Bookshelf: Diamonds are Forever, Computers are Not
offers Kellogg professor's eclectic take on technology
other professor, Shane
Greenstein spends a lot of time thinking about his favorite
the Elinor and Wendell Hobbs Distinguished Professor of Management
and Strategy, that includes the rollicking world of high-tech
markets and the often-curious ways consumers react in an environment
of constant change.
his insights evolve into papers that find their way into academic
journals. Many do not.
than allow those notions to evaporate into the realm of lost
ideas, Greenstein has discovered another format for his musings.
For the past 10 years, he has contributed to Micro
magazine, writing about issues that range from technological
convergence to the Microsoft antitrust trial to the Internet
boom and bust.
in an anthology titled, Diamonds Are Forever, Computers
Are Not: Economic and Strategic Management in Computing Markets
(Imperial College Press), the essays offer Greenstein's unique
perspective on the economics of technology.
very different from my academic writing," says Greenstein,
the current chair of the Kellogg School Management
& Strategy Department. "Many of these are topics you can't
put into an academic journal, but I felt they are useful for
students and managers, so they ought to get out there."
of the essays were inspired by Kellogg classroom discussions,
where students would raise deceptively simple questions such
as, "Why did the Internet bubble burst?" Recognizing that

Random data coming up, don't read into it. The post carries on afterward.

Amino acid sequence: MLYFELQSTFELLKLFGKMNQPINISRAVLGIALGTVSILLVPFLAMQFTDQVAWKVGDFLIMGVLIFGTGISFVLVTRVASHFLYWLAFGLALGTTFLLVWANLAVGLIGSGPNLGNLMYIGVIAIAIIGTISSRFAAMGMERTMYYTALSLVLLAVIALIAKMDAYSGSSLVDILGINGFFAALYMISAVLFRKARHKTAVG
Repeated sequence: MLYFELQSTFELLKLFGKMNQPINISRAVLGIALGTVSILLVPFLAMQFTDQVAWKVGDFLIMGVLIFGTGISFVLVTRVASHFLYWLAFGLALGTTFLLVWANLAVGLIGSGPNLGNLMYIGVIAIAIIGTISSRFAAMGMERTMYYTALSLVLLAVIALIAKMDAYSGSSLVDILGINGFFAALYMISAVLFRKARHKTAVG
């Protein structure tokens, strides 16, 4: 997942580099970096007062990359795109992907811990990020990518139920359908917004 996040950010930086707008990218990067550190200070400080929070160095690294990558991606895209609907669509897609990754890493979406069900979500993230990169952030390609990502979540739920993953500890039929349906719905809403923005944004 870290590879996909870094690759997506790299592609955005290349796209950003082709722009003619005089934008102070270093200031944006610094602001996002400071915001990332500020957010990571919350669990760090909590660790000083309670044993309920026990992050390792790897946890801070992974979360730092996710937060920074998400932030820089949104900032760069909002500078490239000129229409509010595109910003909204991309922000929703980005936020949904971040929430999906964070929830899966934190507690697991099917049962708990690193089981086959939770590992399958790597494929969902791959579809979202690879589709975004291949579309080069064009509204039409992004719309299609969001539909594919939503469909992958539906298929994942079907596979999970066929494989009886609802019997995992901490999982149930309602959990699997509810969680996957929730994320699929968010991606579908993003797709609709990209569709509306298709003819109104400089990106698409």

the topic warranted a deeper explanation, Greenstein drafted
an essay, "Explaining Booms, Busts and Errors," dissecting
the bad assumptions underlying the high-tech stock market
crash in 2000.
essays, such as, "Uncertainty, Prediction and the Unexpected"
and "Forecasting Commercial Change," were also written in
part to address students' concerns.
gotten much more interested in subjects like managing a firm
in the face of uncertainty, because our students are telling
us that this is what they're facing," Greenstein says. "I
learn a lot from them about what's missing in the existing
expecting a sober academic tone in Diamonds will have
to look elsewhere. The essays are driven by Greenstein's ironic
observations as he explores the economics and management of
title essay, Greenstein discusses the rapid pace of obsolescence
in the personal computer industry. Regardless of how recently
the last innovation was introduced, he notes, consumers still
seem willing to pay the price of a diamond ring for a new
budget is tight, it is a choice between marital bliss and
a new computer," he writes.
essay, "Bill, Act Like a Mensch!", Greenstein urges Microsoft
Chairman Bill Gates to revamp both his personality and his
corporate culture for the good of the PC industry.
do not take offense, Bill, but nobody has ever said you or
your company possesses uncommon wisdom, warmth or character,"
Greenstein writes. "And, yet, to be fair, you seem capable.
Moreover, the PC industry will be in deep trouble if you do
not acquire some of these qualities. That should at least
motivate you to try."
professor wrote the article during the 1999 Microsoft antitrust
trial after receiving a note from a senior Microsoft manager
who, Greenstein says, "sincerely could not understand why
his firm was being subjected to scrutiny."
who had been commenting publicly on the case, thought the
tongue-in-cheek essay could help the government and the company
to understand each other's point of view. His chief contention:
that Gates and Microsoft needed to be less confrontational
and more sensitive to political realities.
know if they read the essay, and I never did hear back from
the guy after I wrote it," Greenstein says. "But the funny
thing is that whether they read it or not, Microsoft has since
done a lot of the things suggested in the article."
book is available in the Kellogg